First Draft’s research analyst, Seb Cubbon, explores how data deficits get exploited by disinformation actors, and how we can get ahead of them.
Until very recently, mRNA (messenger ribonucleic Acid) vaccine technology and vaccine-derived poliovirus (VDPV) were still considered highly specialized, niche topics. But following the recent Pfizer and Moderna announcements, as well as the subsequent VDPV outbreaks in central Africa, these topics have suddenly risen to prominence. And their rise has been accompanied by worryingly high levels of mis- and disinformation.
We call these situations “data deficits”: where high levels of demand for information about a specific topic are not adequately matched by a supply of credible information. Unlike data voids, where search engine queries turn up little to no results, deficits are situations in which much information exists but it is misleading, confusing, false or even harmful. …
First Draft’s head of policy and impact, Tommy Shane, explores how our technology affects what misinformation we do and don’t see.
“The ocean twilight zone is a layer of water that stretches around the globe … below the ocean surface, just beyond the reach of sunlight … the twilight zone is cold and its light is dim, but with flashes of bioluminescence — light produced by living organisms. The region teems with life.”
There’s been a lot of debate recently about “Facebook’s Top 10,” a Twitter account that lists “the top-performing link posts by U.S. …
First Draft’s head of policy and impact, Tommy Shane, explores what questions we need to ask to provide better information during the next pandemic.
“Covid-19 is neither the first nor the last health emergency we will face. My fellow scientists estimate that we will face a pandemic or health emergency at least once every five years from here on. There is a chance that this is the optimistic scenario. The reality could be far worse.”
Sally Davies, former Chief Medical Officer for England, writing for The Guardian
What could we do better next time?
This is the question we need to be asking now. As we emerge from the immediate aftermath of the crisis, and the infodemic begins to stabilize into a new normal, we must take this opportunity to take a moment and reflect. …
First Draft’s head of policy and impact, Tommy Shane, explores how different ways of knowing can create vulnerabilities online.
This article is part of First Draft’s new Footnotes publication. Read more about what we want to achieve and inspire with this new body of work.
When we think about disinformation, we tend to focus on narratives.
5G causes coronavirus. Bill Gates is trying to depopulate the planet. We’re being controlled by lizards.
But while narratives are concerning and compelling, there is another way of thinking about online disinformation. …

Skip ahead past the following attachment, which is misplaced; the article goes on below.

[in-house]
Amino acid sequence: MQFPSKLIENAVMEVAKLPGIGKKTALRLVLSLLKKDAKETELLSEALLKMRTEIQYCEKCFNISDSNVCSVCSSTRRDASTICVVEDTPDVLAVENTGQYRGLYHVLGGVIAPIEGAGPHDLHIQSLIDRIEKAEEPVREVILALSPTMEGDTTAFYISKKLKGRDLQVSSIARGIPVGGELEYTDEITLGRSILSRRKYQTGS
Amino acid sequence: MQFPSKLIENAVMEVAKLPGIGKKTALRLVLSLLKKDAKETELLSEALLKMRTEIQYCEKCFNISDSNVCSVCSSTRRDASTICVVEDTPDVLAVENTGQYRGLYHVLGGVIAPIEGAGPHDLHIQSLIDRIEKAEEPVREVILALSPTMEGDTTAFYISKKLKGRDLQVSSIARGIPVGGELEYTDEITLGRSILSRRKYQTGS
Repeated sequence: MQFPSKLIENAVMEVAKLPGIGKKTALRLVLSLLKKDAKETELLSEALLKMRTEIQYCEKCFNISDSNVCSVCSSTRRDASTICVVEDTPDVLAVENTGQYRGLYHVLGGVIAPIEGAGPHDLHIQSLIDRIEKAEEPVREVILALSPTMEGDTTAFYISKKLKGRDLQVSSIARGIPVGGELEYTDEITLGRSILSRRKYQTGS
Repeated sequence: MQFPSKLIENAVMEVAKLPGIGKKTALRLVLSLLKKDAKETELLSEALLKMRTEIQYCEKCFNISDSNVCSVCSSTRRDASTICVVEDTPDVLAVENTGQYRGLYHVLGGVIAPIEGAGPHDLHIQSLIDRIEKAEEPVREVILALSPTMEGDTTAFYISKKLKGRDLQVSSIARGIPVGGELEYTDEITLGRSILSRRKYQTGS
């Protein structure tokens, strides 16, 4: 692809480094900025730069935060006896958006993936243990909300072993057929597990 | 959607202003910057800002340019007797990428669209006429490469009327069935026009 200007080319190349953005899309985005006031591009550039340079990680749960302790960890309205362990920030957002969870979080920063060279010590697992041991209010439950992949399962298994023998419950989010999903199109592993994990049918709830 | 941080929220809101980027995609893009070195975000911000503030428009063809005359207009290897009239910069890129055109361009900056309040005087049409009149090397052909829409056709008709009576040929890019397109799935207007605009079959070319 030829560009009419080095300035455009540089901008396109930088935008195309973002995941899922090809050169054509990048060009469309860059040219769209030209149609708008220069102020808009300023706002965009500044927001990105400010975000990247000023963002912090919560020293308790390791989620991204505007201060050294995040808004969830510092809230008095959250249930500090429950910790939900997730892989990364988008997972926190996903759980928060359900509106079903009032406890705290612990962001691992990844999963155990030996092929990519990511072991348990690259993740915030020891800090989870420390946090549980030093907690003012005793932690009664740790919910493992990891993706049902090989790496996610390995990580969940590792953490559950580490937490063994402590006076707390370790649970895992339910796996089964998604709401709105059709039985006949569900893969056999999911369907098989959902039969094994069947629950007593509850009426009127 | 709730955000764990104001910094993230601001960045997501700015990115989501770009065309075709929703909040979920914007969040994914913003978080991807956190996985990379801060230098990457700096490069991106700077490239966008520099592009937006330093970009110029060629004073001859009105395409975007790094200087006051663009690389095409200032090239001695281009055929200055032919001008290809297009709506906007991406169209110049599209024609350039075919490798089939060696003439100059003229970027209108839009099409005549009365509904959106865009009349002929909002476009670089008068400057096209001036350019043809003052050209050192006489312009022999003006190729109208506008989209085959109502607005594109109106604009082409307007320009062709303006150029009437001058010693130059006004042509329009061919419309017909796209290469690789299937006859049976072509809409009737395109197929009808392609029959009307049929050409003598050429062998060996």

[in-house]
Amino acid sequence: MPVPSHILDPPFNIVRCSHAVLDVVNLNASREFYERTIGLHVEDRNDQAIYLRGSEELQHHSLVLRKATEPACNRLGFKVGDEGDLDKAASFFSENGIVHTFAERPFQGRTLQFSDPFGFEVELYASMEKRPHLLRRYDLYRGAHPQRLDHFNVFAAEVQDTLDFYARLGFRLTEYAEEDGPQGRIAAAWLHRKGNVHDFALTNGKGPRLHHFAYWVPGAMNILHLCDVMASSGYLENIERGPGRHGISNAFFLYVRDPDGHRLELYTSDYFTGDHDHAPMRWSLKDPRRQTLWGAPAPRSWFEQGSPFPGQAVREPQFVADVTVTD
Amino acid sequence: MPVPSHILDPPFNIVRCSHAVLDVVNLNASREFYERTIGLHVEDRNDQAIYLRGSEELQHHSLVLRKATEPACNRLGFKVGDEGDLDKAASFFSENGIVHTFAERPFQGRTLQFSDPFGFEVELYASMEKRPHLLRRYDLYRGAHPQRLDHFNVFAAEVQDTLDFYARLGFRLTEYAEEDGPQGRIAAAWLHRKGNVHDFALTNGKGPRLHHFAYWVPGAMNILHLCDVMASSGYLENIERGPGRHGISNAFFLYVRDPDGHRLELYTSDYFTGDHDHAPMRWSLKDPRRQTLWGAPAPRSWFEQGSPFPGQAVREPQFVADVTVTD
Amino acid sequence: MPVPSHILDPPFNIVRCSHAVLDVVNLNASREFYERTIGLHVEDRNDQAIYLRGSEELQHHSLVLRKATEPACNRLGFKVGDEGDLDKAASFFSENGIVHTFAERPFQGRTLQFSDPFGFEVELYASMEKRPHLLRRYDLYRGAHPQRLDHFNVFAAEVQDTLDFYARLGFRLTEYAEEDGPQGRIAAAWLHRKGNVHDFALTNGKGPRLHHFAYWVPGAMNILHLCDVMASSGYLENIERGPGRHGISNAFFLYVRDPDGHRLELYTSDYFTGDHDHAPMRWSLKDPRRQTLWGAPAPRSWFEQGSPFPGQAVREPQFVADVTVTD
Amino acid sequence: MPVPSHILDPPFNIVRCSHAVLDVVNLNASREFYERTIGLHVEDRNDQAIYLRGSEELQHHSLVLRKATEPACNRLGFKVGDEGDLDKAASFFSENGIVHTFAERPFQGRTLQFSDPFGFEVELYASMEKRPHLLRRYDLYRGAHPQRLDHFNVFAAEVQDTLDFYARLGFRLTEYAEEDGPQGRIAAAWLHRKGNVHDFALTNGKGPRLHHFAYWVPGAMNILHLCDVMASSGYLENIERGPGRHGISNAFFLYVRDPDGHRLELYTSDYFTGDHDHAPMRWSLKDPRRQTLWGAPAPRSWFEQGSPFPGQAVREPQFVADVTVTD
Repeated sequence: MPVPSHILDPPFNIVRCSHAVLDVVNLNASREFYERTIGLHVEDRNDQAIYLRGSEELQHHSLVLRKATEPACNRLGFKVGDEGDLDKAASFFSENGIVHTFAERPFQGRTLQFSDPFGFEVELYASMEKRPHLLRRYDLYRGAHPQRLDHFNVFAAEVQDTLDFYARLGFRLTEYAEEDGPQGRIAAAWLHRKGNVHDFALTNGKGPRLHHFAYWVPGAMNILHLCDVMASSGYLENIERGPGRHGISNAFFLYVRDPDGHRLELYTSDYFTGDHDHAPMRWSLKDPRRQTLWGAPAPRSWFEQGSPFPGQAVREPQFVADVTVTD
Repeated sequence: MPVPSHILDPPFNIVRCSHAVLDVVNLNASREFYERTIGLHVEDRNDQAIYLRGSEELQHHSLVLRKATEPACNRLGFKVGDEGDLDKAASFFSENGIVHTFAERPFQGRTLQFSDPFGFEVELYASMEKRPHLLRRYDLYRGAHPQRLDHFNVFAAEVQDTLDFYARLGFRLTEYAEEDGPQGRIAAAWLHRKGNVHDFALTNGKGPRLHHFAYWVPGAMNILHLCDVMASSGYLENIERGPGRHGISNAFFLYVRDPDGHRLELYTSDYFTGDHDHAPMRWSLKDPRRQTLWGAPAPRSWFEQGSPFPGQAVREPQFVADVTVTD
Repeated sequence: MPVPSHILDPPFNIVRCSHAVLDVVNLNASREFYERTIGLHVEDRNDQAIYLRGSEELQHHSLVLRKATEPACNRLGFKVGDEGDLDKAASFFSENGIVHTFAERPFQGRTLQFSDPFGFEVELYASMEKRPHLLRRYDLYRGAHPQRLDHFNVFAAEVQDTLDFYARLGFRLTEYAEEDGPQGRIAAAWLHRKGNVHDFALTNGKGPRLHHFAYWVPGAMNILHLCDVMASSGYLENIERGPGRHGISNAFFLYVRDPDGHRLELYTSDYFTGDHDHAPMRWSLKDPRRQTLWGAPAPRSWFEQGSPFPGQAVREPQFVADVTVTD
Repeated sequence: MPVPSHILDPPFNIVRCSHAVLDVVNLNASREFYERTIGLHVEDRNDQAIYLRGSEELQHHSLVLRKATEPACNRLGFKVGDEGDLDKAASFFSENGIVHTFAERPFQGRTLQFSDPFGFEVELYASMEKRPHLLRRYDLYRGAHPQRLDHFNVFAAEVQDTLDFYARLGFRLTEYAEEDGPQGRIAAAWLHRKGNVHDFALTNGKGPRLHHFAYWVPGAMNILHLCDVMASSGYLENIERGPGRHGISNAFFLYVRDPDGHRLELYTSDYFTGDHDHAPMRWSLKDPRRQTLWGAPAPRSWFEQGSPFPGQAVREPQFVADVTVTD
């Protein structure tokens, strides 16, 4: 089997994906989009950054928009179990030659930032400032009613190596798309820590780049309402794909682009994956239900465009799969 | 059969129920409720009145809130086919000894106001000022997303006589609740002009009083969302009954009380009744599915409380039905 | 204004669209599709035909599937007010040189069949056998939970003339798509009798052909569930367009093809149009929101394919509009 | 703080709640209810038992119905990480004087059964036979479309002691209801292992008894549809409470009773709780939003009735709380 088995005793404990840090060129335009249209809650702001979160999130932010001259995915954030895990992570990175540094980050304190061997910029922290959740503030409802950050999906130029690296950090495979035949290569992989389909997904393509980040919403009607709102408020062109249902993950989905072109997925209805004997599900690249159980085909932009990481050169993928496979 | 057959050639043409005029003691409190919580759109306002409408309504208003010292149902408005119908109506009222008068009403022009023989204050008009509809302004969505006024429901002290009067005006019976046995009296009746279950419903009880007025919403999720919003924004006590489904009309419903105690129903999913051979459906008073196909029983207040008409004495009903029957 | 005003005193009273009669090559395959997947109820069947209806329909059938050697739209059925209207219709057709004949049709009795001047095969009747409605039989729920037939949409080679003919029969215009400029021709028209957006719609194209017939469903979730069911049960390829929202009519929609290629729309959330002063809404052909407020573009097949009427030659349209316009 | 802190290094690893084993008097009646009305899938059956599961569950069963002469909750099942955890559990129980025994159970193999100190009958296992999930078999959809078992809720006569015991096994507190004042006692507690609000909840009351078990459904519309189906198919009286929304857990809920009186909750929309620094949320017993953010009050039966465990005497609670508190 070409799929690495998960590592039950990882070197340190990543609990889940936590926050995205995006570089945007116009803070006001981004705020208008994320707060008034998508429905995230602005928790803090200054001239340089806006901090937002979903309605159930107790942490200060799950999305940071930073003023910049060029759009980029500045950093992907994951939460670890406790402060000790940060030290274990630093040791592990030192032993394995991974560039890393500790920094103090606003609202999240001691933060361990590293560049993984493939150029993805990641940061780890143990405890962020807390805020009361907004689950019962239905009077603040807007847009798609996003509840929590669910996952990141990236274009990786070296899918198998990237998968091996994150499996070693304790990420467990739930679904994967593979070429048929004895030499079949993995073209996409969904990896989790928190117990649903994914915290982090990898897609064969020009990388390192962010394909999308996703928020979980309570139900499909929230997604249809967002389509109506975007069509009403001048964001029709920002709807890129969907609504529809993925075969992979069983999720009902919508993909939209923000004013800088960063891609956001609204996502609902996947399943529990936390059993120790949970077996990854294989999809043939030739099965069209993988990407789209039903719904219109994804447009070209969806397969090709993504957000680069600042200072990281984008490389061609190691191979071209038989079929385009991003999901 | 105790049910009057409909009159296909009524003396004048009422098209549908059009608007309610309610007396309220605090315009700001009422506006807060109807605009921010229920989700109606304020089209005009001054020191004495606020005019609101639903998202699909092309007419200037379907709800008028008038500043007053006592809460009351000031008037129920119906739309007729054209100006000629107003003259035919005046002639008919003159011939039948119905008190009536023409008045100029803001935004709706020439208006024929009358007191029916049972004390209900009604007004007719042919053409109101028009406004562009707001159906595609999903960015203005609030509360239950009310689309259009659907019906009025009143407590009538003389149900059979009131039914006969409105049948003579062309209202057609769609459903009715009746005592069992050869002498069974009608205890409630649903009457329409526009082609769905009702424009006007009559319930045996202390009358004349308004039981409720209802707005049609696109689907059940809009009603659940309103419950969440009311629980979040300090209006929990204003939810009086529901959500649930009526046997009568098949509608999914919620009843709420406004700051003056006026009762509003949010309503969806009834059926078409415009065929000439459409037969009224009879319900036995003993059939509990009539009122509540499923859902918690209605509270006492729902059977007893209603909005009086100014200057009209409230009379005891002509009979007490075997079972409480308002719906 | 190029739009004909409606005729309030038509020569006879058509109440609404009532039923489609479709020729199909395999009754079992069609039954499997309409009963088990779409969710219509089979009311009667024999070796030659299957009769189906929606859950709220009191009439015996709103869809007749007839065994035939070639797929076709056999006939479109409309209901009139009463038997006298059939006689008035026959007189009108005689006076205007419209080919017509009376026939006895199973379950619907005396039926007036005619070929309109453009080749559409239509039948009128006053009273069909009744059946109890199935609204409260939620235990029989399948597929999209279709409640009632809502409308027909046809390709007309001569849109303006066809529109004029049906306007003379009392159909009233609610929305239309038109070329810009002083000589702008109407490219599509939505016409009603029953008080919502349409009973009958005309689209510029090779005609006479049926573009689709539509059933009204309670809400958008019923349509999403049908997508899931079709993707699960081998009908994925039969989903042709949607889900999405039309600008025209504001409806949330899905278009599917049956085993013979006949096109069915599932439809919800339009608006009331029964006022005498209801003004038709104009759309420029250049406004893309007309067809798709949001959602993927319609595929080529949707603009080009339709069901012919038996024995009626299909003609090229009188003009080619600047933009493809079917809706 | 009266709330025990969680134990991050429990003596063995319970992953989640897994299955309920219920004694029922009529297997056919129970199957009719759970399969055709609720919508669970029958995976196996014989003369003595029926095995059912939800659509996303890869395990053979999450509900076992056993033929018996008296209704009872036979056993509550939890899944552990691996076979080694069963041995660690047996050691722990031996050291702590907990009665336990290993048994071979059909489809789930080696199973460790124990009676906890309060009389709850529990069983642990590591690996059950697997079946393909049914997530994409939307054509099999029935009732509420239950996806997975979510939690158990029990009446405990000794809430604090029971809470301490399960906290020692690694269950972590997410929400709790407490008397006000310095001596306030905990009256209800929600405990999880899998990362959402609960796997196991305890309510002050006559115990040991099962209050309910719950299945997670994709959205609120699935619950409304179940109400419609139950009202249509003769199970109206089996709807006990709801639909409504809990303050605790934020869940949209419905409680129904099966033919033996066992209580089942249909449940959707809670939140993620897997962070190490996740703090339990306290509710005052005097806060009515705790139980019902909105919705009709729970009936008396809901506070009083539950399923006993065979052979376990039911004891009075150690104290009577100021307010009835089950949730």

First Draft director and co-founder, Claire Wardle, introduces our revamped Medium publication as the organisation turns five years old.
In the summer of 2015, First Draft published its first Medium post. The website came slightly later, and with it the flurry of articles, guides, videos, resources, studies, courses and quizzes that have come to define the organisation’s work at the forefront of understanding information disorder.
On the one hand, the topics that inspired the creation of the First Draft coalition five years ago are as relevant as ever. The three tags accompanying that first post are ‘verification,’ ‘UGC’ and ‘eyewitness media.’ There is no doubt that eyewitness footage continues to shape history, as the devastating video of George Floyd’s death demonstrated. And as the global protests continue, videos and images swirl incessantly with associated claims and counter-claims, requiring journalists to apply strict verification protocols in order to document what was happening on the ground. …
New research sheds light on the impact of collaborative attempts to slow down the spread of misinformation in the lead up to elections. …
We are thrilled to announce that First Draft is expanding: We are planning election projects in Argentina, Australia, Canada, Indonesia, South Africa, Spain and Uruguay, plus a cross-border project to investigate misinformation tactics and trends in Europe. To do this work, we have posted the following jobs for our London and New York offices:
Team and Training Assistant
Digital Content Producer
We are building on our pioneering work around elections in the US, France, UK, Germany, Brazil and Nigeria to support the development of sustainable, collaborative efforts globally in 2019. We have plans to support projects in Argentina, Australia, Canada, India, Indonesia, South Africa, Spain and Uruguay, plus a cross-border project to investigate misinformation tactics and trends in Europe. To do this work, we are thrilled to announce the following jobs in our London and New York offices:
By Claire Wardle and Aimee Rinehart
São Paulo, August 6 — First Draft, a project of Harvard Kennedy School’s Shorenstein Center is thrilled to announce the first day of publishing for Comprova, a new collaborative journalism project that brings together 24 newsrooms in Brazil to verify misinformation online. Project partners will work together to authenticate information related to elections in Brazil, which take place on October 7 and 28 this year.
Over the past six months, First Draft has been working closely with Abraji, the Brazilian Association of Investigative Journalists, to provide training and project design support. Abraji is leading Comprova in Brazil, and the impact of the collaboration will be studied by a team of researchers at the John F. …